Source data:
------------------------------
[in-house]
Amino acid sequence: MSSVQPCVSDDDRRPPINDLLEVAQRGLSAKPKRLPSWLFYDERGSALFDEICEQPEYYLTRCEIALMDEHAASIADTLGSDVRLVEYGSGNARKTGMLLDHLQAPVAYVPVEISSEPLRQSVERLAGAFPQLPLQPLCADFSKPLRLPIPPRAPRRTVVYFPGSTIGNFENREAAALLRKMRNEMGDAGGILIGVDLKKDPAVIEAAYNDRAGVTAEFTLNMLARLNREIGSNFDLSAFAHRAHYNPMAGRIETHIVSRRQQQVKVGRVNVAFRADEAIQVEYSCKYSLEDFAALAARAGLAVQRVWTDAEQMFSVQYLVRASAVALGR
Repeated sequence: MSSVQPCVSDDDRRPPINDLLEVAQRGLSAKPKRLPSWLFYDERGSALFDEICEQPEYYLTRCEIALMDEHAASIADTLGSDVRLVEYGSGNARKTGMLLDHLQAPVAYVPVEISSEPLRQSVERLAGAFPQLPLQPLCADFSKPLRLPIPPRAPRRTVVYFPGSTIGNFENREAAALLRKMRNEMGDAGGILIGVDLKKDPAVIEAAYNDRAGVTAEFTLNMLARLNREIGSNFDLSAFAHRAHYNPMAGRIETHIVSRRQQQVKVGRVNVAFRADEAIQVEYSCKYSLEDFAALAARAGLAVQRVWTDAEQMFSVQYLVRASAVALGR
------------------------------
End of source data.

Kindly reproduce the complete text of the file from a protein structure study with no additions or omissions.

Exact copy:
[in-house]
Amino acid sequence: MSSVQPCVSDDDRRPPINDLLEVAQRGLSAKPKRLPSWLFYDERGSALFDEICEQPEYYLTRCEIALMDEHAASIADTLGSDVRLVEYGSGNARKTGMLLDHLQAPVAYVPVEISSEPLRQSVERLAGAFPQLPLQPLCADFSKPLRLPIPPRAPRRTVVYFPGSTIGNFENREAAALLRKMRNEMGDAGGILIGVDLKKDPAVIEAAYNDRAGVTAEFTLNMLARLNREIGSNFDLSAFAHRAHYNPMAGRIETHIVSRRQQQVKVGRVNVAFRADEAIQVEYSCKYSLEDFAALAARAGLAVQRVWTDAEQMFSVQYLVRASAVALGR
Repeated sequence: MSSVQPCVSDDDRRPPINDLLEVAQRGLSAKPKRLPSWLFYDERGSALFDEICEQPEYYLTRCEIALMDEHAASIADTLGSDVRLVEYGSGNARKTGMLLDHLQAPVAYVPVEISSEPLRQSVERLAGAFPQLPLQPLCADFSKPLRLPIPPRAPRRTVVYFPGSTIGNFENREAAALLRKMRNEMGDAGGILIGVDLKKDPAVIEAAYNDRAGVTAEFTLNMLARLNREIGSNFDLSAFAHRAHYNPMAGRIETHIVSRRQQQVKVGRVNVAFRADEAIQVEYSCKYSLEDFAALAARAGLAVQRVWTDAEQMFSVQYLVRASAVALGR